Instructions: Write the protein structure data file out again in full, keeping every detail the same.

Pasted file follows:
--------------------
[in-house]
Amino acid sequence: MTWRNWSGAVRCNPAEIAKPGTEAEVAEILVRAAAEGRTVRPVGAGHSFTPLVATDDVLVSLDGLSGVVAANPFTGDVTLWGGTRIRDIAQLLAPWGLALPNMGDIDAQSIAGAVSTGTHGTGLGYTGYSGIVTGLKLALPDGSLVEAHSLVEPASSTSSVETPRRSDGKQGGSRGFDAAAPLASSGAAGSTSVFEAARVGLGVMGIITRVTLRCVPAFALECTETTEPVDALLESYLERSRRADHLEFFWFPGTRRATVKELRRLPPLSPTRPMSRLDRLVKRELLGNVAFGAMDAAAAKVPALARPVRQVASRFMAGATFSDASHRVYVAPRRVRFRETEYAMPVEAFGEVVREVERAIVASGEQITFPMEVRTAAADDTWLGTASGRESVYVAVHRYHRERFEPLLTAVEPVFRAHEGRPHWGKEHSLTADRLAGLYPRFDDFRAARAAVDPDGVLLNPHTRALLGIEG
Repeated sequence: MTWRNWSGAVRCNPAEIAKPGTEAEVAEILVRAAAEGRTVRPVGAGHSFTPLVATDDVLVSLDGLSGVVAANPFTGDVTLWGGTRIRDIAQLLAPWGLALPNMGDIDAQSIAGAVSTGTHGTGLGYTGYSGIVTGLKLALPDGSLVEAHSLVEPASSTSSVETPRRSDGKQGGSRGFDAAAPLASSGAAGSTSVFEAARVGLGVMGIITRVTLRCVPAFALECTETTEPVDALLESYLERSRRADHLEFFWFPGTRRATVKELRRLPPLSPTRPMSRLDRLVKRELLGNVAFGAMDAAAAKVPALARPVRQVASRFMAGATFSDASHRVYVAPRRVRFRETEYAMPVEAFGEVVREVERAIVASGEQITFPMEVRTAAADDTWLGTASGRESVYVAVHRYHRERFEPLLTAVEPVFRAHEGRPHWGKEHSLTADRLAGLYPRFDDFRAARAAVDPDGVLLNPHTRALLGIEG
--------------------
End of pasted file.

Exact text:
[in-house]
Amino acid sequence: MTWRNWSGAVRCNPAEIAKPGTEAEVAEILVRAAAEGRTVRPVGAGHSFTPLVATDDVLVSLDGLSGVVAANPFTGDVTLWGGTRIRDIAQLLAPWGLALPNMGDIDAQSIAGAVSTGTHGTGLGYTGYSGIVTGLKLALPDGSLVEAHSLVEPASSTSSVETPRRSDGKQGGSRGFDAAAPLASSGAAGSTSVFEAARVGLGVMGIITRVTLRCVPAFALECTETTEPVDALLESYLERSRRADHLEFFWFPGTRRATVKELRRLPPLSPTRPMSRLDRLVKRELLGNVAFGAMDAAAAKVPALARPVRQVASRFMAGATFSDASHRVYVAPRRVRFRETEYAMPVEAFGEVVREVERAIVASGEQITFPMEVRTAAADDTWLGTASGRESVYVAVHRYHRERFEPLLTAVEPVFRAHEGRPHWGKEHSLTADRLAGLYPRFDDFRAARAAVDPDGVLLNPHTRALLGIEG
Repeated sequence: MTWRNWSGAVRCNPAEIAKPGTEAEVAEILVRAAAEGRTVRPVGAGHSFTPLVATDDVLVSLDGLSGVVAANPFTGDVTLWGGTRIRDIAQLLAPWGLALPNMGDIDAQSIAGAVSTGTHGTGLGYTGYSGIVTGLKLALPDGSLVEAHSLVEPASSTSSVETPRRSDGKQGGSRGFDAAAPLASSGAAGSTSVFEAARVGLGVMGIITRVTLRCVPAFALECTETTEPVDALLESYLERSRRADHLEFFWFPGTRRATVKELRRLPPLSPTRPMSRLDRLVKRELLGNVAFGAMDAAAAKVPALARPVRQVASRFMAGATFSDASHRVYVAPRRVRFRETEYAMPVEAFGEVVREVERAIVASGEQITFPMEVRTAAADDTWLGTASGRESVYVAVHRYHRERFEPLLTAVEPVFRAHEGRPHWGKEHSLTADRLAGLYPRFDDFRAARAAVDPDGVLLNPHTRALLGIEG